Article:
The wrong kind of financial advice
When your planner steers you toward expensive investments, stop and ask the right questions.
(Money Magazine) -- At some point during his sales pitch, a financial pro is going to tell you that you should hire him because he can put you into the very best investment products.
What he really should say is that he can put you into the very best investment products that he can make money on.
Start with fixed income: Recent two- to five-year certificates of deposit from credit unions and small banks yielded from 6.3 percent to 7 percent annually and are backed by an agency of the U.S. government.
I'll bet your planner never mentioned them to you while he was selling you a bond fund. That's because these CDs don't fit our fee models: They neither pay commissions nor charge a percentage of assets to pay the adviser.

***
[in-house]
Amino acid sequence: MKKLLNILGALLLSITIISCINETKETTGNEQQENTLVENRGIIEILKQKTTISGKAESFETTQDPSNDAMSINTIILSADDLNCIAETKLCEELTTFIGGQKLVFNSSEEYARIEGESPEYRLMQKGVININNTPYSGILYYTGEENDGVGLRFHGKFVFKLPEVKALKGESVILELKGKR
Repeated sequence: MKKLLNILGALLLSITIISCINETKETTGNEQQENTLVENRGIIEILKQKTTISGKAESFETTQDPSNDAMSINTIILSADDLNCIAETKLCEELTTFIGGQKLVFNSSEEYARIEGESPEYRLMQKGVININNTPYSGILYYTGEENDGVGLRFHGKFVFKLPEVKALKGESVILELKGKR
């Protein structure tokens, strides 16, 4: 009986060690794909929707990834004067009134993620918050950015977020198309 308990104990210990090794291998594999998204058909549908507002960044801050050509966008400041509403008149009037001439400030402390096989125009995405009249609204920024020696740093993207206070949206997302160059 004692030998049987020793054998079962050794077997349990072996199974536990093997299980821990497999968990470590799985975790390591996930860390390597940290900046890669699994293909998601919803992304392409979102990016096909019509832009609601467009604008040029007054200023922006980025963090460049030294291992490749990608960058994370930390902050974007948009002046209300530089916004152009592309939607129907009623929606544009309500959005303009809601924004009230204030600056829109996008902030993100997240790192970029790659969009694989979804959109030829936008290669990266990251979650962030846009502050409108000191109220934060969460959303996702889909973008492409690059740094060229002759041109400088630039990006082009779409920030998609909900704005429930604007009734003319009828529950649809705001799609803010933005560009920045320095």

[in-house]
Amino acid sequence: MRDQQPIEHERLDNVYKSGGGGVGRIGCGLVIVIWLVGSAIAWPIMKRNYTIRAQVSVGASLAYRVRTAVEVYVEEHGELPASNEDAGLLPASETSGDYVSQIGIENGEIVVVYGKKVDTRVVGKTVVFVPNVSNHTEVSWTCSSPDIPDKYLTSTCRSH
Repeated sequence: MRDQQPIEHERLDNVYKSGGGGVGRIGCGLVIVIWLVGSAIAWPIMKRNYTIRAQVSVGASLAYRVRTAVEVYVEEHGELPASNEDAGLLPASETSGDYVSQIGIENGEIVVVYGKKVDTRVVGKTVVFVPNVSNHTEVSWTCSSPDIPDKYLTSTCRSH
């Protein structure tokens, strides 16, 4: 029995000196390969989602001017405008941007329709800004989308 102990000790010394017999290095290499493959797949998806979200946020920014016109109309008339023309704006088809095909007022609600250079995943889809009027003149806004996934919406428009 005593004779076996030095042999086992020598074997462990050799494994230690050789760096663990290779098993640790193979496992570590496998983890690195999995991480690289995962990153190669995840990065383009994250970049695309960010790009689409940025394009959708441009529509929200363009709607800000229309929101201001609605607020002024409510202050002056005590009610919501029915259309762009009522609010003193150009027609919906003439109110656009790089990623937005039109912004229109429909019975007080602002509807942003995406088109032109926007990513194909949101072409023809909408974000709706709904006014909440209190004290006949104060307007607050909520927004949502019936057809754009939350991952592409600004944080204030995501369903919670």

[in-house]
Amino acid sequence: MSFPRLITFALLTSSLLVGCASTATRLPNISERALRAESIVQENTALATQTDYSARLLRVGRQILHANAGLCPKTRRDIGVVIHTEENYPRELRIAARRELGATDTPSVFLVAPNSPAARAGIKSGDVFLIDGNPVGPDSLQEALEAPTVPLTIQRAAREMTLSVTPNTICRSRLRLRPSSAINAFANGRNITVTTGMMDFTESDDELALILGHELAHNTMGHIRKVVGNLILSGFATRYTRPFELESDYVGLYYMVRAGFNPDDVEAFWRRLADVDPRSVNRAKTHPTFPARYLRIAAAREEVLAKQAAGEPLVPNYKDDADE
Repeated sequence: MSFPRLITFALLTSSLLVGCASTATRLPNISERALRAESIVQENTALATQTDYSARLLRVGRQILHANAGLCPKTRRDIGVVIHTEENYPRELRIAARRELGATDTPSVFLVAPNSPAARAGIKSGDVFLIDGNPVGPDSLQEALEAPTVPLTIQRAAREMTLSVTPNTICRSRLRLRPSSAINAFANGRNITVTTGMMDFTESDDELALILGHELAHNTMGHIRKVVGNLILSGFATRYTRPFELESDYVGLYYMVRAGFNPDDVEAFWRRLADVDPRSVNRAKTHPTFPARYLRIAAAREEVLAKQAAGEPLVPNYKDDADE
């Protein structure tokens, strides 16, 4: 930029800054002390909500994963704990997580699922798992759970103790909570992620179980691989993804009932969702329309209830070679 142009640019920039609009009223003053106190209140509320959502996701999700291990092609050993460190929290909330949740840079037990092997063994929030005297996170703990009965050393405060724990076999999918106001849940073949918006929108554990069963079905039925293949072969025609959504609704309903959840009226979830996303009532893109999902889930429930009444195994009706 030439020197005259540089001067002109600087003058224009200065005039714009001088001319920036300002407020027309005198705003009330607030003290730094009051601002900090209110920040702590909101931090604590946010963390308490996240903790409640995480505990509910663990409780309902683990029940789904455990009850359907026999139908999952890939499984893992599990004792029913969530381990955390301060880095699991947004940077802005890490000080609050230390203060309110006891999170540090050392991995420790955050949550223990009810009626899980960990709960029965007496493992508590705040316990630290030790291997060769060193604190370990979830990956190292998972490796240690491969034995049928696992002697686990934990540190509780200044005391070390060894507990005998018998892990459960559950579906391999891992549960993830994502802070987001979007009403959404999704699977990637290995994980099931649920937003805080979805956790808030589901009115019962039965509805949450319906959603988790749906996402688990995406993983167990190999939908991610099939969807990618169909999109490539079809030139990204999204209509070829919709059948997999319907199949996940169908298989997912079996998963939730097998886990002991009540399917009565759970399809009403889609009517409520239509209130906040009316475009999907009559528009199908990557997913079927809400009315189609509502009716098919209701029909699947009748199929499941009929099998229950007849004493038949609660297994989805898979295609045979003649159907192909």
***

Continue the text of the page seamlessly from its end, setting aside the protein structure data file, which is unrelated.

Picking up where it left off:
Admittedly, some of these CDs aren't easy to find. But an hour spent online shopping for CDs will be far more productive than chasing the next hot mutual fund. And what about your cash? Is your money-market fund paying 3 percent when you could be earning 5 percent?
Or maybe your adviser has you in an expensive stock index fund that has zippo chance of beating the low-cost equivalent index fund. The same goes for expensive classes of actively managed mutual funds (often class-B funds) that have an equivalent lower-cost share class.
You always want to ask your planner the following questions:
Research some of these questions yourself and see if the answers your financial professional is giving you gel with what you found.